JsonResult result = productsController.Index() as JsonResult;
        Assert.That(
            result.Data as List<IProduct>,
            Is.EqualTo(mockProductsData));
    }

There are two casts going on here:

  • The first cast (productsController.Index() as JsonResult) makes sure that we're dealing with a JsonResult in the test and not an ActionResult.
  • The second cast result.Data as List<IProduct> takes the Data property of the JsonResult and casts it to a List of IProduct that we can compare against our mock data.

Note that you could have achieved the same thing using the alternative cast syntax:

JsonResult result = (JsonResult)productsController.Index();

But the as keyword is preferred, because it will return null instead of an exception if the cast is not possible.

]]>
<![CDATA[Book Review: Magicians Of The Gods by Graham Hancock]]>The hardback edition of Magicians of The Gods next to a cup of tea

This is the first book on "alternative" history that I've read, and it's proven to be a compelling and rewarding read.

I picked up this first-edition hardback copy of Magicians Of the Gods not long after it first went to press. I had seen one of the author's

]]>
https://glcheetham.name/2016/03/24/magicians-of-the-gods-review/5a847e651b2568001840debaThu, 24 Mar 2016 19:03:00 GMTThe hardback edition of Magicians of The Gods next to a cup of tea

This is the first book on "alternative" history that I've read, and it's proven to be a compelling and rewarding read.

I picked up this first-edition hardback copy of Magicians Of the Gods not long after it first went to press. I had seen one of the author's presentations on YouTube and been intrigued, his theories were not only attractive to the curious and open mind, but they were also unusually well-reasoned and internally consistent for a supposed "fringe" scientist.

The proposal is that a technologically advanced "ancestor" civilisation developed and flourished during the end of the last Ice Age 12,000 years ago - a time when, according to the present school of thought, our hunter-gatherer ancestors' most accomplished feats were little more sophisticated than cave paintings. (For a comparative timescale, the earliest Egyptian dynastic period started in 3150 BC).

This civilisation was then purportedly wiped out during the cataclysm following multiple comet fragments impacting the North American ice sheet, causing global temperatures to plummet (starting the geological period known as the Younger Dryas) and a dramatic, almost instantaneous rise in sea levels due to the vast amount of ice meltwater.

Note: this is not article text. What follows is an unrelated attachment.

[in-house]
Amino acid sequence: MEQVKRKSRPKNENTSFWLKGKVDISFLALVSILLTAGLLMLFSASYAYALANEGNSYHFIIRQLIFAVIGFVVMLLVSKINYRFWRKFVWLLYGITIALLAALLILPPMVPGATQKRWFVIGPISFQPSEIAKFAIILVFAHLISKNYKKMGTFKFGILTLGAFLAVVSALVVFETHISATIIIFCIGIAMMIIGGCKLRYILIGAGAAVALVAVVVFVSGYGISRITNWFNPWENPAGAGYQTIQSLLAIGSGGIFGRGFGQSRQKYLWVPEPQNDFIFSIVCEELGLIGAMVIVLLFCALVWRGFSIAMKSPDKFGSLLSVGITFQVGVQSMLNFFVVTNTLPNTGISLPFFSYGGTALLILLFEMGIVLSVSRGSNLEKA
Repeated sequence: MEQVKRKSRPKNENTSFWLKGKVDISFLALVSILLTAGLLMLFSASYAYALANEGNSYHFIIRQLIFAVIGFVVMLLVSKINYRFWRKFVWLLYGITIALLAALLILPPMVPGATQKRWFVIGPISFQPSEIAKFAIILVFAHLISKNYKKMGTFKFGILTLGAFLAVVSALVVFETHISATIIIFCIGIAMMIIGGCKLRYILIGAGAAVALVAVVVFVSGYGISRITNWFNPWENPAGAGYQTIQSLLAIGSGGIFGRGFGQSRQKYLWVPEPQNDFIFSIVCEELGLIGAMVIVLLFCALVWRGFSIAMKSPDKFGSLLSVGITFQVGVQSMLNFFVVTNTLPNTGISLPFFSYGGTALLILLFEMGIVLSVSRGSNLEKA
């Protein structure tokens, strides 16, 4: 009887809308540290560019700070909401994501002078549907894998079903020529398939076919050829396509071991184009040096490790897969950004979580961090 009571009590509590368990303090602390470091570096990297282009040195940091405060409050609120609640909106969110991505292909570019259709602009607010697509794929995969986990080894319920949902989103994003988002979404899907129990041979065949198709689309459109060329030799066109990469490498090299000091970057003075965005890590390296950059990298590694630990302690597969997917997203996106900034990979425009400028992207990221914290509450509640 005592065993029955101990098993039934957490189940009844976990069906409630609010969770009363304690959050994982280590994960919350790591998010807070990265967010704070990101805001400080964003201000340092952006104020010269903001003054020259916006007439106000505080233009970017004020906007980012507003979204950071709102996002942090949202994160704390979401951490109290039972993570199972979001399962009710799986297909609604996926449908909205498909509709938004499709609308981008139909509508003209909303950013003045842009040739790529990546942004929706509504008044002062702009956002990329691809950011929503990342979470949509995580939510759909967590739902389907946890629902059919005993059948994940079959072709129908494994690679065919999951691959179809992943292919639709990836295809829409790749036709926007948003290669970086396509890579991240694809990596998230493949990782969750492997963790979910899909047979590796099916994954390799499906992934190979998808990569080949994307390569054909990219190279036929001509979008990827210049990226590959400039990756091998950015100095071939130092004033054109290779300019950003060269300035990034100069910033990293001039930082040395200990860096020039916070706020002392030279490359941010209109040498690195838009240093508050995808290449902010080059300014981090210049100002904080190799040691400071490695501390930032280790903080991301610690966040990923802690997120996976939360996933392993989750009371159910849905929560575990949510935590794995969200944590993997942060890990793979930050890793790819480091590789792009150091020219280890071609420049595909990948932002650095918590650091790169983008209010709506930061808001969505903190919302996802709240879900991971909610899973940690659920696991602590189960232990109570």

According to Hancock's research, the survivors of this ancient, advanced civilisation then travelled from their sunken homeland and settled amongst hunter-gatherer tribes at several key locations (eg. Egypt, Mesopotamia, Peru) in an attempt to spread the "seed" of civilisation and ensure the survival of their knowledge and culture. Their legacy is remembered in numerous myths and legends, and they were, according to the author, involved directly in the construction of several surviving ancient monuments and megalithic sites around the world.

It is firstly important to note that Graham Hancock is not a scientist, archeologist, or geologist - his lifelong profession is journalism. He does not follow the established scientific process of publishing peer-reviewed material in scientific journals, and as a result, many mainstream scientists and media commentators are quick to dismiss anything produced by Hancock as pseudo-science.

However, within minutes of opening the book the level of the author's commitment to and love for his work, which could easily rival that of any decorated scientist, is made glaringly apparent to the reader. Hancock has, in preparation for this book, personally travelled to ancient sites on almost every continent of the world. He has interviewed venerated archaeologists and geologists to build his case in support of the ancient "ancestor" civilisation. While being viewed as a "crackpot" by the archaeologists at work excavating the sites he visits, Hancock appraises and catalogues the structures and reliefs in minute detail - whilst, through the words he has chosen to commit to the page, communicating a strong sense of wonder and respect for the ancient craftsmen who's work he is studying.